Danny Farquhar

Former White Sox pitcher Danny Farquhar dreaming of making big league return and pitching on South Side

Former White Sox pitcher Danny Farquhar dreaming of making big league return and pitching on South Side

Unthinkable. Unimaginable.

Ask anyone nine months ago if Danny Farquhar would not only be back on a pitcher’s mound today, but would sign a minor league deal this season with the New York Yankees, that’s likely how they would have responded.

It’s a comeback story straight out of Hollywood. Farquhar’s life continues to write a script we haven’t seen before.

Last week, there was the former White Sox pitcher, whose life nearly ended at Guaranteed Rate Field on April 20 last year when he suffered a brain hemorrhage after pitching an inning of relief, walking into a local New York hospital to get his Yankees physical.

"They put me through everything possible. I saw three or four doctors. Got a lot of scans, got MRIs on my shoulder, my elbow," Farquhar said in an interview with NBC Sports Chicago. "I knew I was going to pass, but it’s nice to have proof that I’m not the only one who believes that I can pass a physical."

Many teams reached out to Farquhar: "Probably half the league wanted to see my medicals," he said. "It was an awesome process sorting through the teams and picking one. It’s extraordinarily exciting."

One of the teams interested was the White Sox, who wanted to have him back.

"The White Sox gave me basically the same offer as the Yankees did. The White Sox said they had my medicals the whole time through. They liked me," Farquhar said.

So why did he choose the Yankees?

"There were a lot of factors. It wasn’t like one thing that stands out more than anything. Maybe opportunity. I feel like the Yankees are a win-now organization. They’ll go with the best arm. I know the White Sox are still in the rebuild. I’m getting a little bit older for the rebuild. I’ll be 32 in February. I just felt like the Yankees were my best opportunity," Farquhar said.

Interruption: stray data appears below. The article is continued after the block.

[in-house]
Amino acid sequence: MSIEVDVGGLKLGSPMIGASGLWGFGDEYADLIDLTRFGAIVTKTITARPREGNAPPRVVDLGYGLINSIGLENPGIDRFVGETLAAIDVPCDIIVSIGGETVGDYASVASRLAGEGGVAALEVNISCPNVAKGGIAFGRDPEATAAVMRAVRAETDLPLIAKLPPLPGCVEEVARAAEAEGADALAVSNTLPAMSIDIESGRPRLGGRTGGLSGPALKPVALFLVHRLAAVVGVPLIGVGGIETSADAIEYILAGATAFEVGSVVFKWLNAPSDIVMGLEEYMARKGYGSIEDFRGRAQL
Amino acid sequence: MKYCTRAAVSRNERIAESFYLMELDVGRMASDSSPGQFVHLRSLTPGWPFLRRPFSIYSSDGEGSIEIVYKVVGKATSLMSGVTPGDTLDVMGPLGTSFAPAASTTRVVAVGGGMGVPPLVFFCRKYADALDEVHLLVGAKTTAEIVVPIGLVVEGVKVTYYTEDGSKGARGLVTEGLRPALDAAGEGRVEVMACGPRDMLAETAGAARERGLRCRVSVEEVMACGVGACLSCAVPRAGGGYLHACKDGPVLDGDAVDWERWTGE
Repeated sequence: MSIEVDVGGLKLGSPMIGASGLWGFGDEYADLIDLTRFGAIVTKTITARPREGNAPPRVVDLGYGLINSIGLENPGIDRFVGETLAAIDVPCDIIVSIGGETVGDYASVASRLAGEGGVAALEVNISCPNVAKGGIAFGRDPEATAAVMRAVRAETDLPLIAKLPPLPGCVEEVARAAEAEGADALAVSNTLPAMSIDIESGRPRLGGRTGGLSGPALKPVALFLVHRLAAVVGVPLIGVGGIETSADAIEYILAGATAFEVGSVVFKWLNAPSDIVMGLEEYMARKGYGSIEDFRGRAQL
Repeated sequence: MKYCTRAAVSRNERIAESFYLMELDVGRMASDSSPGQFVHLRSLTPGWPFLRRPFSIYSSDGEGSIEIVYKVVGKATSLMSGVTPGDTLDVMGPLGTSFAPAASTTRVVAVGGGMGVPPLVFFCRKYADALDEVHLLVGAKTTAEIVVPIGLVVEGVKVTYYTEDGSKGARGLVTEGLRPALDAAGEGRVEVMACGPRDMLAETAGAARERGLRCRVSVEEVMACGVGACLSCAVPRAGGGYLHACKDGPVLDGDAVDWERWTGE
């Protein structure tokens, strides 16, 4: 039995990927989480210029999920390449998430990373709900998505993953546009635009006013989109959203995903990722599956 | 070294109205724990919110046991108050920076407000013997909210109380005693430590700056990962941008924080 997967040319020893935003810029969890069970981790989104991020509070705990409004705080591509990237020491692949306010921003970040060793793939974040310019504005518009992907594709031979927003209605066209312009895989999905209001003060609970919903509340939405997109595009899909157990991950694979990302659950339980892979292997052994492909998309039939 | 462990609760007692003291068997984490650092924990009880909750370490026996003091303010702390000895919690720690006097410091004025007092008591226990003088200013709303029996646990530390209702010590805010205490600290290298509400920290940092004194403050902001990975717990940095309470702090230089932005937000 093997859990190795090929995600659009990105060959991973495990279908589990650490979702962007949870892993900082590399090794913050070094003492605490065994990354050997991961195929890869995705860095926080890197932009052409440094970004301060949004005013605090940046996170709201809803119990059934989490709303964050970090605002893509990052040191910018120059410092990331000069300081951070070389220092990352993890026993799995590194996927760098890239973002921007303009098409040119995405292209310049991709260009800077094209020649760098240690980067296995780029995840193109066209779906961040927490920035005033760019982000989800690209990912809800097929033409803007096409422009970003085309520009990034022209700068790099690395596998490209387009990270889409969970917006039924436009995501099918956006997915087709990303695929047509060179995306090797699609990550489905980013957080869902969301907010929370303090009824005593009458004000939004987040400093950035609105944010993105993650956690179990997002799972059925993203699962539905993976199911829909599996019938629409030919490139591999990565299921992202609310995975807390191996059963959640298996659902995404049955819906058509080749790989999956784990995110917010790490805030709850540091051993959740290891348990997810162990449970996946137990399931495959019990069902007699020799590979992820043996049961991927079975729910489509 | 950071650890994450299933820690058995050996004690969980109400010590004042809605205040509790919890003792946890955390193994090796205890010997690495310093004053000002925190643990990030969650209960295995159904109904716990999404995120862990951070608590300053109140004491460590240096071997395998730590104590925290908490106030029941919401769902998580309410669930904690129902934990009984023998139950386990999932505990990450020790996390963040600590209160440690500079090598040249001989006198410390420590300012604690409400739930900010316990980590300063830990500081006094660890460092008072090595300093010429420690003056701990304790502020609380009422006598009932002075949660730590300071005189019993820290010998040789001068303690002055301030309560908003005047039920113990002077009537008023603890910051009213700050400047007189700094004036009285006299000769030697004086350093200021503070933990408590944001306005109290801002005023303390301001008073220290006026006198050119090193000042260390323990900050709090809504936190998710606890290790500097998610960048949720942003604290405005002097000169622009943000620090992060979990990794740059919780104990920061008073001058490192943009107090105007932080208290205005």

The time away from the game has allowed Farquhar’s body to heal. Not just his head, which still has some sensitivity on the left side of his forehead from nerves that were cut during surgery, but also his arm, which has reached velocities he’s never seen before.

"I got to train full go without the strain of pitching, without the stress of in-season results," Farquhar explained. "I’ve never hit 90 (mph) in one of those turf mounds, indoor bullpens, no batter situations, and I hit 90 a couple times. That’s a record that I set."

While throwing a three-ounce ball, Farquhar said he hit 107 mph.

"I know (Michael) Kopech hit 110 with his three-ounce ball a couple years back, and that was a big deal on social media. I was trying to catch him, but I never got an opportunity."

When Farquhar was discharged from Rush University Medical Center on May 7, his doctors said they expected him to eventually make a full recovery and that he could pitch again. But in the major leagues? As inconceivable as that might have sounded back then, it made perfectly logical sense to Farquhar, who has an iron will that burns deep inside him.

This seven-year journeyman with a wife and three young children has fought for every spot he’s ever had on a major league roster. He continued to fight soon after the surgery while still in the danger zone in intensive care.

"I was actually in the ICU in Chicago very upset when I found out they put me on the DL. Funny because there were tubes coming out of my head and staples holding pieces of my skull together," Farquhar said. "I was like, ‘They put me on the DL? Why would they put me on the DL? I’ll be ready to go tomorrow.’ So there was never a doubt in my mind. Maybe I’m naive. That played to my advantage that I’ll be back."

He faces some stiff competition if he hopes to make the major league roster on Opening Day. The Yankees have added relievers Zach Britton and Adam Ottavino to an already stacked bullpen that includes All Stars Aroldis Chapman and Dellin Betances.

"I just have to go out and prove to people that I belong in the big leagues, and that’s my goal again this spring," Farquhar said. "I’m going to give it my best shot. My wife is my No. 1 supporter. She believes in me, and she thinks I’m going to have one of my best seasons."